If I asked you about what blew the house down in the ‘Three Pigs story’ you would right away know the answer (if you heard the story as a child). If you've never heard this story, I’m sorry for your sheltered childhood. ;) . It is a pretty violent story. One of the stories we use is about a crazy mom who tries to kill a spider with a golf club and accidentally breaks a window. Since we know that kids can remember stories, we know this one will stick, especially since it’s about a crazy mom (which they find memorable) and it’s funny/emotional when the window gets broken. We then use this story to remember 8 x 9. The spider represents "8" (8 legs, body shaped like an ‘8’) and the golf club represents "9" (9 iron, shaped like a 9). When they think of these 2 objects, right away they think of their mom being inside the house (with a roof shaped like a ‘7’) and the curtains of the window (there are '2' curtains) which gives them the answer (72). If the child is stuck trying to remember the story, we simply offer them the action prompt: "what gets broken?", and that gives them all they need to know to find the answer. After asking them to recall the story and the answer enough time, the child simply "knows" that 8x9 = 72.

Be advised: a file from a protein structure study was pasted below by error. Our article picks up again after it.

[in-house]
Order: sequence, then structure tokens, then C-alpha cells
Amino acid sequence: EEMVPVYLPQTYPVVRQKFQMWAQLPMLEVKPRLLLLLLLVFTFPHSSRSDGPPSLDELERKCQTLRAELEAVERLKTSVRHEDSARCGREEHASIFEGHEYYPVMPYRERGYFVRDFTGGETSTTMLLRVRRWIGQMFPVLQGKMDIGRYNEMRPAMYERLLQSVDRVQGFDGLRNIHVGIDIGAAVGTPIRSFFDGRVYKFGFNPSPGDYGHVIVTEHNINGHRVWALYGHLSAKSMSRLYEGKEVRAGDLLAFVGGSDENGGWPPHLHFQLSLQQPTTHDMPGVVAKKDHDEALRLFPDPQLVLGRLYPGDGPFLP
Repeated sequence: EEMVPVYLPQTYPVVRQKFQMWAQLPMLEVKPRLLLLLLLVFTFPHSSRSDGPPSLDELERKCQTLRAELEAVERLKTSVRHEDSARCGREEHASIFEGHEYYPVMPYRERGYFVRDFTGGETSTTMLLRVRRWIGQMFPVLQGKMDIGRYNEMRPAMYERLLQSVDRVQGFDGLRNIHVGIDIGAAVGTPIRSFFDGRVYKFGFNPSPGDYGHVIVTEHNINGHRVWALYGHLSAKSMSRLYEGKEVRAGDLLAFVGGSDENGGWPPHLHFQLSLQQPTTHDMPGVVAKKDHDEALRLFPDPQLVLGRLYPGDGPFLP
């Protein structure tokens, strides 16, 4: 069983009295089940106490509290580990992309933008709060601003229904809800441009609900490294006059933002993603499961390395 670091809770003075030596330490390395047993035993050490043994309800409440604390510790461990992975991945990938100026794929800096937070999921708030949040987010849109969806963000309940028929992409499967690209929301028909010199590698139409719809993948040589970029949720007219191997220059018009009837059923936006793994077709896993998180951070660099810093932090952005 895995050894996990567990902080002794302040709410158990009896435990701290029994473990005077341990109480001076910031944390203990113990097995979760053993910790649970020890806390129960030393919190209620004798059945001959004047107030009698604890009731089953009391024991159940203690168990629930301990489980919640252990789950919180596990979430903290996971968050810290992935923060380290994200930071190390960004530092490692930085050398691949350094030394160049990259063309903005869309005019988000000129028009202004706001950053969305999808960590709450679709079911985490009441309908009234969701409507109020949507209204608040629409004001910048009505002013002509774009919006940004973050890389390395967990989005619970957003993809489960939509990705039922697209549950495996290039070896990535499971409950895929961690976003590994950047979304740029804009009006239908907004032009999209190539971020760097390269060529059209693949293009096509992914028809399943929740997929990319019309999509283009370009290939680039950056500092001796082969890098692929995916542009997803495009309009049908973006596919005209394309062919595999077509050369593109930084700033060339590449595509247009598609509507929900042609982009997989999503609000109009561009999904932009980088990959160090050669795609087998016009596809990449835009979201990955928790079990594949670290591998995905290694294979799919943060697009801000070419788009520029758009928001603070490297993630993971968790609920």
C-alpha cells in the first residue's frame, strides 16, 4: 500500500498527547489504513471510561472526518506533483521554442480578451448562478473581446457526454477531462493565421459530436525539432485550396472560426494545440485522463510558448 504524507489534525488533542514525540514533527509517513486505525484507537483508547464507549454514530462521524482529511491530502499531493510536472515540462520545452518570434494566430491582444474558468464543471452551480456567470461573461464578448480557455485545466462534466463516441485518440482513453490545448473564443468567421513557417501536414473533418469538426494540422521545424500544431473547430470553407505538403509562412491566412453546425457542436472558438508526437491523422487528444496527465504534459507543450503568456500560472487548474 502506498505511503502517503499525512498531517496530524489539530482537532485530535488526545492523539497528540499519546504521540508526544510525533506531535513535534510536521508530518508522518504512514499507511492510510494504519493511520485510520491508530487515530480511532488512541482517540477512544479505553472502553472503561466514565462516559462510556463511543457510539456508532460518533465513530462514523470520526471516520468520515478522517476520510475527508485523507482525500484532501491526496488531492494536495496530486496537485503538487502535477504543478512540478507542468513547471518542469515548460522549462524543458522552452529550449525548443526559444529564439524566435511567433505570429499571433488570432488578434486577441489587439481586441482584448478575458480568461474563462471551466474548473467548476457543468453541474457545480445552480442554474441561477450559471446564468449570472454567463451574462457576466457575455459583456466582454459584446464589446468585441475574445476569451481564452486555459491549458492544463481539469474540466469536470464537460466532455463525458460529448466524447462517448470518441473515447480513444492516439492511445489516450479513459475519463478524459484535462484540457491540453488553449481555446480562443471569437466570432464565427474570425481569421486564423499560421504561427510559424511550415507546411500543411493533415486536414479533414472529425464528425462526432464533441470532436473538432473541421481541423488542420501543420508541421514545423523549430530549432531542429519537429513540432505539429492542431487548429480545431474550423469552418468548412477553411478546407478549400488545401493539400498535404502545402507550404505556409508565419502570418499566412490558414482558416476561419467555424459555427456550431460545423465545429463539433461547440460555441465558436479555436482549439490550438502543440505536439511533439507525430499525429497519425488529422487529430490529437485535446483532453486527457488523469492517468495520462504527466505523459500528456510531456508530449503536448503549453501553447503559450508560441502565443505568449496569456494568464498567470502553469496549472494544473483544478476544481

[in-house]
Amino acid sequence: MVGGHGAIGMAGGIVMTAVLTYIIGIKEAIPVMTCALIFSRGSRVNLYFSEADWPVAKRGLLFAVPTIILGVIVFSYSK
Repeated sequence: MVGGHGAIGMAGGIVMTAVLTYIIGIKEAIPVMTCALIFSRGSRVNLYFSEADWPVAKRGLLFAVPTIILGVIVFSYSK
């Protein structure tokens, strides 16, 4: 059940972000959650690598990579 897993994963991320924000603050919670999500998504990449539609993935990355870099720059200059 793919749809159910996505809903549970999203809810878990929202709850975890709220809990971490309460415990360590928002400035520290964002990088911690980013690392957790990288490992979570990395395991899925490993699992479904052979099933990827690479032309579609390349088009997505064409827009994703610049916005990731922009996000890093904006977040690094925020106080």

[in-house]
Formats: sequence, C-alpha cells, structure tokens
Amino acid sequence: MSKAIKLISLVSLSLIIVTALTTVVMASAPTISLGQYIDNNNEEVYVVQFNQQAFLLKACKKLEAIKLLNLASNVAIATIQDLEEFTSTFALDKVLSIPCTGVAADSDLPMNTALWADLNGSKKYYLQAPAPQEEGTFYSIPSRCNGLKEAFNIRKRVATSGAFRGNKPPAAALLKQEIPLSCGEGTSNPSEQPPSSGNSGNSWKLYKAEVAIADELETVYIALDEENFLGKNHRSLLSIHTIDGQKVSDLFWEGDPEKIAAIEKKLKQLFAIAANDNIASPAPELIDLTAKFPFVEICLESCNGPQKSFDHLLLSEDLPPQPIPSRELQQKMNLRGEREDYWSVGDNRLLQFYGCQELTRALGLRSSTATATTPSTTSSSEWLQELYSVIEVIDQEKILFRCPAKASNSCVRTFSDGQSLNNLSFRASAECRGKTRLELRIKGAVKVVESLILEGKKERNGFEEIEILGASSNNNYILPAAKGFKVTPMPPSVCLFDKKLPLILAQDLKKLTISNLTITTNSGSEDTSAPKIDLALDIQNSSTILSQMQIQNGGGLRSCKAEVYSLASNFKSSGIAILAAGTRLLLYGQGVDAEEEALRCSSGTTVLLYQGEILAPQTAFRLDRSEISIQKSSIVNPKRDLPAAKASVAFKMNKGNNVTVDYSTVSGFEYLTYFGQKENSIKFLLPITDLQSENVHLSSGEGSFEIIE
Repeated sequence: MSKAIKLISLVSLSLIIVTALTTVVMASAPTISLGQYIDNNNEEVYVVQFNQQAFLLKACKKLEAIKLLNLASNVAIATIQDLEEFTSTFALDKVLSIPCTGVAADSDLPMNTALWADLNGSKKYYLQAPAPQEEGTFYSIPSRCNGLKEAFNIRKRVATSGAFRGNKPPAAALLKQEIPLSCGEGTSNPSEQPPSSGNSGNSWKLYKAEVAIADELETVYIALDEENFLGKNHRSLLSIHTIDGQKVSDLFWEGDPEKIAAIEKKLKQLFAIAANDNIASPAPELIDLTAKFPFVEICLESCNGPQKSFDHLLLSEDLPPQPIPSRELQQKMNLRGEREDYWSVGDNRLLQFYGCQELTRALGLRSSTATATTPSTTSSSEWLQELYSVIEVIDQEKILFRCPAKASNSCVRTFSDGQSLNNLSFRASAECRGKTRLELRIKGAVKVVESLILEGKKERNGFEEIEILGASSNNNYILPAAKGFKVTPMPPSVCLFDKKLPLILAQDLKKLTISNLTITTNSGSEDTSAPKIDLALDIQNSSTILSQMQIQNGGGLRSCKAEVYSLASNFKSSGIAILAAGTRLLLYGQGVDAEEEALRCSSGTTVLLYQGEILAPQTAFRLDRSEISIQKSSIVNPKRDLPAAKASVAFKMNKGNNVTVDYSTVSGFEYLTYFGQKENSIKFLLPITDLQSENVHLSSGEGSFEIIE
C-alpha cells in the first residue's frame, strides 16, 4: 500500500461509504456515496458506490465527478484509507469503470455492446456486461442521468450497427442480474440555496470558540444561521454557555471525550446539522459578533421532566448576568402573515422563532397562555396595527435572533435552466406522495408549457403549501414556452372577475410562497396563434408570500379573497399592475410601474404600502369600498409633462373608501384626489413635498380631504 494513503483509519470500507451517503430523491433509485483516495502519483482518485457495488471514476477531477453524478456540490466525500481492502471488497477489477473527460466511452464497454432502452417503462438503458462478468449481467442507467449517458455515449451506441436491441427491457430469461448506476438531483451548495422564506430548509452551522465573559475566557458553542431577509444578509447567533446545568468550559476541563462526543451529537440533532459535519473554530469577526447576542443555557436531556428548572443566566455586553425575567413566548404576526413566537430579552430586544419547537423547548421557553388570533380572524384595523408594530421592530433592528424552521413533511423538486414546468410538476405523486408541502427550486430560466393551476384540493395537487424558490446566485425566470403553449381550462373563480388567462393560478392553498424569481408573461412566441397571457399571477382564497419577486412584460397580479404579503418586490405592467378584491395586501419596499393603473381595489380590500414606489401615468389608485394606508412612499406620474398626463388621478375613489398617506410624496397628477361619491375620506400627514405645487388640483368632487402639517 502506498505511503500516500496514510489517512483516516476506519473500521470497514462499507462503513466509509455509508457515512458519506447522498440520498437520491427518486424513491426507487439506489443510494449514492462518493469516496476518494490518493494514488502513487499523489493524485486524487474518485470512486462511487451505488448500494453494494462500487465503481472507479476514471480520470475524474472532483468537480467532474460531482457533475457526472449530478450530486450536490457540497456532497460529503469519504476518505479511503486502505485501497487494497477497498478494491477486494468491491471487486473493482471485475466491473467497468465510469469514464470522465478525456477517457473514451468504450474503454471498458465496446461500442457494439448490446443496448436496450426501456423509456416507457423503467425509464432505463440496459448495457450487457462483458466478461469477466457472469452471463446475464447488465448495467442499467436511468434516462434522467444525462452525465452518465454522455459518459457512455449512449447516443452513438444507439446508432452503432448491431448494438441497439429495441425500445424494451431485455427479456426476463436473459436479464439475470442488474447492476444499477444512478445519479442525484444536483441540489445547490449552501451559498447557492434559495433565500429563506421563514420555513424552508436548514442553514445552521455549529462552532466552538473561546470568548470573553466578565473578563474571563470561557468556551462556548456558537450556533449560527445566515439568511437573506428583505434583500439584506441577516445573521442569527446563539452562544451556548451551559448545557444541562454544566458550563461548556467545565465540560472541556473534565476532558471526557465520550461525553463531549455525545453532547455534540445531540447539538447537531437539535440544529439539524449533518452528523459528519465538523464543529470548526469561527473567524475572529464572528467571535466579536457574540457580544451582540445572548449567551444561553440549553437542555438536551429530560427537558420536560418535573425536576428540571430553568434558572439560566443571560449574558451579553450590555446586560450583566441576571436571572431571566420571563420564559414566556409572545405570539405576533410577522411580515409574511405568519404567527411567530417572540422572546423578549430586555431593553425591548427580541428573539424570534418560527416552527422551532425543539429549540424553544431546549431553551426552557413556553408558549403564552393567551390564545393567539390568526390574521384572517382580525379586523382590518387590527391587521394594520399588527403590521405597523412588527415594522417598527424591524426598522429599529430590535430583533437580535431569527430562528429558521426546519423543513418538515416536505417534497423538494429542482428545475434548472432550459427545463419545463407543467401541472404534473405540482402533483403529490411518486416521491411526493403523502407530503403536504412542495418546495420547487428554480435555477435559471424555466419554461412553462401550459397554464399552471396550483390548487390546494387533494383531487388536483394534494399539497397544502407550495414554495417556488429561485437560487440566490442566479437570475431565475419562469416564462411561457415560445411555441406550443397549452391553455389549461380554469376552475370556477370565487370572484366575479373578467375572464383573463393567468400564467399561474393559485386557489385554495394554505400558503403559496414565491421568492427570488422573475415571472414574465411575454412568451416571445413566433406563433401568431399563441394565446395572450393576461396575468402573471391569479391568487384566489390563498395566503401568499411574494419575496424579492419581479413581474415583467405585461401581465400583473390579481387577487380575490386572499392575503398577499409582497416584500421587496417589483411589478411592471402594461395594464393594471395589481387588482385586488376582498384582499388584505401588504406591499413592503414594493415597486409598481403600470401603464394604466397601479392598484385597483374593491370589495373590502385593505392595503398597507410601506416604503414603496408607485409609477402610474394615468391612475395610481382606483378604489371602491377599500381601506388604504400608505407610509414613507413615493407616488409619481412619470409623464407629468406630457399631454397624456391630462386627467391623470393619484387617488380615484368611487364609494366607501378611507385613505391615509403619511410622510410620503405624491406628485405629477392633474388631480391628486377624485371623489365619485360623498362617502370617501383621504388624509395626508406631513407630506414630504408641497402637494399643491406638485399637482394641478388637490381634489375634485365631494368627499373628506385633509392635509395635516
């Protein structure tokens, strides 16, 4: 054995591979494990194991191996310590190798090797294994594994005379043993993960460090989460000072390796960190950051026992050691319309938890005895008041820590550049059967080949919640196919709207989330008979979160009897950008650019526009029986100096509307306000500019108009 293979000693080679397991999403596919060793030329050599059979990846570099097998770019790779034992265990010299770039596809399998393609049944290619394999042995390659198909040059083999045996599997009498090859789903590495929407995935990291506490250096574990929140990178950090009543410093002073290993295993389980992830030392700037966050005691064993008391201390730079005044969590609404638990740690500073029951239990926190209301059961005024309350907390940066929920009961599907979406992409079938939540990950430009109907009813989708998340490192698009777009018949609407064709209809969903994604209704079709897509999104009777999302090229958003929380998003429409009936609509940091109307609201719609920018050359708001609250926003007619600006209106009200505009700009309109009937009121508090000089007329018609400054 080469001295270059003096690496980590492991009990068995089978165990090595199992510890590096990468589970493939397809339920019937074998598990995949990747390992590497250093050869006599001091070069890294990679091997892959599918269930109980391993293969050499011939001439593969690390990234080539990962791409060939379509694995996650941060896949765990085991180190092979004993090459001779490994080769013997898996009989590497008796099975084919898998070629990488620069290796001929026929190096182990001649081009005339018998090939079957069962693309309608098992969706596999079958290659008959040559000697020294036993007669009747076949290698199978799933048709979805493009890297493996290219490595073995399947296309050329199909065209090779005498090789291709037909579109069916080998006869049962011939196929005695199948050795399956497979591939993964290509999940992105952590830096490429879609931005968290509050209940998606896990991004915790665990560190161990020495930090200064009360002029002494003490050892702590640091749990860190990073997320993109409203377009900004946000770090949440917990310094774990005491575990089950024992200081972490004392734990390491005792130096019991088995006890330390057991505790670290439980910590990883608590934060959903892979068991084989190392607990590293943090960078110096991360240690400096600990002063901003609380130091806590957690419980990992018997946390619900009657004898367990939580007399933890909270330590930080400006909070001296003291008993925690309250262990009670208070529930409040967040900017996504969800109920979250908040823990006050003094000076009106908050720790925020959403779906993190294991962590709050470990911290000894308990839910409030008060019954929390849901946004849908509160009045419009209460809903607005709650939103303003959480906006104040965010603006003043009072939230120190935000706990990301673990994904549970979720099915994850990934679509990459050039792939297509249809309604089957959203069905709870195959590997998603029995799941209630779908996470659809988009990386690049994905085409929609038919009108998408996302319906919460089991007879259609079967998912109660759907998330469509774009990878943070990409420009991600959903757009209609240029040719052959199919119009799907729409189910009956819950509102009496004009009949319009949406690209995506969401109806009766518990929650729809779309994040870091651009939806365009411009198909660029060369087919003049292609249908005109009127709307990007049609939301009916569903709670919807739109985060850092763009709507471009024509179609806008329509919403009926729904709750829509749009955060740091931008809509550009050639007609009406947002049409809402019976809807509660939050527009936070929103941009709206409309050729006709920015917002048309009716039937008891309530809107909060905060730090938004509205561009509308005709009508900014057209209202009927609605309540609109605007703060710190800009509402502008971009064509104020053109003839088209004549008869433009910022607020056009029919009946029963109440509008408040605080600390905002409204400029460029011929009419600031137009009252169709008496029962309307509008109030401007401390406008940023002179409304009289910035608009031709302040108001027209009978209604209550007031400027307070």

When you watch a child do multiplication the traditional way (counting sets or fingers) you see kids struggle because it a long, hard, painful process. When you see them talk through a story, it’s quick, fun and they learn to love math.
Darren has been using these techniques in his own grade 5 classroom for 15 years, and his math class always performs well, and the majority of kids in his class write in their end of the year journals that they really enjoyed math class as well.
Outside the classroom, in the fall of 2017, Brain Magic put on three math camps in Vancouver and Toronto. Of the 39 children that attended, 32 of them learned their math facts over that single weekend (which we defined as scoring at least 70% on an end-of-the-weekend test of the entire times table from 3x3 --> 9x9). And those that didn't 'pass' this test, still learned a lot more than they had before the weekend.